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Wartime Shanghai and the Jewish Refugees from Central Europe - Survival, Co-Existence, and Identity in a Multi-Ethnic City (E-Book)

Irene Eber

Englisch; PDF (DRM-frei), Online lesen
Verlag Walter de Gruyter GmbH & Co.KG
Sprache Englisch
E-Book-Formate PDF (DRM-frei), Online lesen (alle hier aufgeführten Formate stehen Ihnen nach dem Kauf zur Auswahl)
Erschienen 02.04.2012
EAN 9783110268188 
ISBN 978-3-11-026818-8
Seiten 259
Kundenbewertung Keine Rezension vorhanden

The study discusses the history of the Jewish refugees within the Shanghai setting and its relationship to the two established Jewish communities, the Sephardi and Russian Jews. Attention is also focused on the cultural life of the refugees who used both German and Yiddish, and on their attempts to cope under Japanese occupation after the outbreak of the Pacific War. Differences of identity existed between Sephardi and Ashkenazi Jews, religious and secular, aside from linguistic and cultural differences. The study aims to understand the exile condition of the refugees and their amazing efforts to create a semblance of cultural life in a strange new world.

Irene Eber, Hebrew University of Jerusalem, Israel.


  • Acknowledgments
  • Abbreviations
  • Introduction
  • Chapter 1: Shanghai
    • Beginnings of the Treaty Port
    • Shanghai until the Sino-Japanese War of 1937
    • Baghdadi (Sephardi) and Russian (Ashkenazi) Jews
    • Shanghai’s Russian and Japanese Communities
    • Aftermath of the 1937 Hostilities
    • Shanghai-Harbin-Tianjin
  • Chapter 2: Germany’s China Policy, Forced Emigration and the Search for Alternative Destinations
    • The First Jewish Arrivals in China, 1933–1934
    • Germany’s East Asian Politics between China and Japan
    • Money, Trade, Arms, and Military Missions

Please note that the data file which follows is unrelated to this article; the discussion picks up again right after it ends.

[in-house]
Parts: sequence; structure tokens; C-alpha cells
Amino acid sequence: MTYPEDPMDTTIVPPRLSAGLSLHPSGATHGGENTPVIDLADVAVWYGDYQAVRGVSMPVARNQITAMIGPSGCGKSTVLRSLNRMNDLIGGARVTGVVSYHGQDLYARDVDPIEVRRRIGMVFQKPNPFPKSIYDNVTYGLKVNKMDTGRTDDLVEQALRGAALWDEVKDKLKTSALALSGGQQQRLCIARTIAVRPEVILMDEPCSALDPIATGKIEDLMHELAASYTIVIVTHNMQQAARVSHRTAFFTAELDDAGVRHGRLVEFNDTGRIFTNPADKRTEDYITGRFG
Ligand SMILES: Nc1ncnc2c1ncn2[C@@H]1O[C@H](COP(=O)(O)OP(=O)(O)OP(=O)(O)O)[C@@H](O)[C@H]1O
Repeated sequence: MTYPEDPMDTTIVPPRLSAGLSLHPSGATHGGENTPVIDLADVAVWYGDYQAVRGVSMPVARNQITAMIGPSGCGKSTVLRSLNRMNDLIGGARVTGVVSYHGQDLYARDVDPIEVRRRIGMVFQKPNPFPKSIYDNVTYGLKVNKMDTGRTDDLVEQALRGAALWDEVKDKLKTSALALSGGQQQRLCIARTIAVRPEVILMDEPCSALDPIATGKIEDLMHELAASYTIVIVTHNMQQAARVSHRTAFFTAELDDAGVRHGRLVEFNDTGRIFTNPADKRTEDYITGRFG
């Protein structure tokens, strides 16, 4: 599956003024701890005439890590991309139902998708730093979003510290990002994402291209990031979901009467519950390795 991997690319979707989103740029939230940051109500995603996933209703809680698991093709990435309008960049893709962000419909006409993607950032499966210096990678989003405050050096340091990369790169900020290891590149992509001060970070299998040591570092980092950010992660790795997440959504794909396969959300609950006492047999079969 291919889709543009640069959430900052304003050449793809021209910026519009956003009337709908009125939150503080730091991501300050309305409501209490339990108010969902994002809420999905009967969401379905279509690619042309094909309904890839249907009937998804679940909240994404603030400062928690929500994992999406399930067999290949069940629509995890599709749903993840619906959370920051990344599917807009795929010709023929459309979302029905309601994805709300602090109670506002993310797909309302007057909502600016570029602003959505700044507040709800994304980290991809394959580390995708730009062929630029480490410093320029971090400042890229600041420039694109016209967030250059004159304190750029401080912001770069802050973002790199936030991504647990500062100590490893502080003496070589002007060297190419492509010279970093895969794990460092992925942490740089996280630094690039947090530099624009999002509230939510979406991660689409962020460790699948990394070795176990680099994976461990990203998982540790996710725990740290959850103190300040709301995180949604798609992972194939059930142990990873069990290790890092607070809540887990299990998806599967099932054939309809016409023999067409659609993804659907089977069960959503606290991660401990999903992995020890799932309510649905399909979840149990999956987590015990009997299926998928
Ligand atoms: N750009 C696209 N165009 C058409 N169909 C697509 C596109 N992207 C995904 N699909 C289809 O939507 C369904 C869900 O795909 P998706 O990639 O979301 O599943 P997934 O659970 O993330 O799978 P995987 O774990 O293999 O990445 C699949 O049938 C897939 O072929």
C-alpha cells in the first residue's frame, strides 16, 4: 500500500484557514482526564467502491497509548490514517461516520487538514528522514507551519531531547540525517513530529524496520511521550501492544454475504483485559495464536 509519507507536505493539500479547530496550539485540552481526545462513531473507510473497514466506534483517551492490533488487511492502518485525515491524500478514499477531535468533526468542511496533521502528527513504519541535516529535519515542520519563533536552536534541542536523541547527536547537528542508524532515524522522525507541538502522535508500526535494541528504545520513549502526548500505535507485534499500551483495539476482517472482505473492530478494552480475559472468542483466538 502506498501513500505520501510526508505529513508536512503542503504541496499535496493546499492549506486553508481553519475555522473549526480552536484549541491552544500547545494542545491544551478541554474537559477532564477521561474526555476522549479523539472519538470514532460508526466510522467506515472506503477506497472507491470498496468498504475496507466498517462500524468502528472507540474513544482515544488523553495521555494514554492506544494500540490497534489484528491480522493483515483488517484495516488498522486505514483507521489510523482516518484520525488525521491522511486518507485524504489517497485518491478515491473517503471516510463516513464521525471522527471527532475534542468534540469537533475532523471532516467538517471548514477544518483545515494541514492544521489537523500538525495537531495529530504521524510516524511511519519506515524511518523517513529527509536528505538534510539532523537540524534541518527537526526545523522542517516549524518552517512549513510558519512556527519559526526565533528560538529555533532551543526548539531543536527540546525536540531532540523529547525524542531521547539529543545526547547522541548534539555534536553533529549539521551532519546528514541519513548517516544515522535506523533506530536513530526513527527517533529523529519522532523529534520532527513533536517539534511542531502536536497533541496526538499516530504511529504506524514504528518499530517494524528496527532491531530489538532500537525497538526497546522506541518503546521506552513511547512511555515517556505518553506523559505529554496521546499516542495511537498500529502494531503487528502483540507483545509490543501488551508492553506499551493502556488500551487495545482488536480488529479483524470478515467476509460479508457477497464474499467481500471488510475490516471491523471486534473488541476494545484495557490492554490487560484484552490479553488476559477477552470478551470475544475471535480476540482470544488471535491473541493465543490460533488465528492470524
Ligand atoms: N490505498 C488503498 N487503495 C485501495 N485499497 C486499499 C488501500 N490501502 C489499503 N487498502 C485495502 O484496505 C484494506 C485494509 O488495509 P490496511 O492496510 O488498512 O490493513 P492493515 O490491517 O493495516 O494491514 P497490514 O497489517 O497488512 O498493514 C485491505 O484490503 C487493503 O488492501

• Forced Emigration
    • Alternative Destinations: Manchukuo, the Philippines, Yunnan
  • Chapter 3: “To Suffer a Martyr’s Death Rather than Perish in Shanghai” or to “Die as Free Men in Shanghai”
    • The Journeys
    • The Refugee Flood and its Cessation
    • Factors Limiting Sea Travel
    • Responses in Shanghai
    • The Permit System
    • Legitimate and Forged Permits
    • Overland Routes
  • Chapter 4: Strangers in Shanghai
    • Getting Settled: Flats and Heime
    • Entertainment
    • Litigation
    • Publishing
    • Institutional Development: Synagogues, Burial Societies and Cemeteries, Hospitals and Schools
    • To Leave Shanghai
  • Chapter 5: Years of Misfortune: 1941–1945
    • Eastjewcom, Laura Margolis, and the Polish Jews
    • The Pacific War and the Jewish Communities
    • Anti-Semitism, The Proclamation, and The “Designated Area”
    • Life in the Ghetto
  • Chapter 6: End of War and the Jewish Exodus
    • The Disaster of July 1945
    • Leaving China
    • Shanghai Remembered
  • Some Final Remarks
  • Appendices
    • Appendix 1: Old and New Street Names Mentioned in Text
    • Appendix 2: Journals and Newspapers Published in Shanghai for the Jewish Communities 1939–1946
    • Appendix 3: Documentary Films about Shanghai
    • Appendix 4: Partial List of Published German and English Language Memoirs and Autobiographies
    • Appendix 5: A Biographical Sketch of the Karfunkel Family
    • Appendix 6: List of German Refugees Entering Shanghai Since 1937, Registration Made by Zangzou Police Station
    • Glossary of Chinese Names and Terms
  • Bibliography
    • Archives
    • Newspapers
    • Interviews
    • Books
    • Articles


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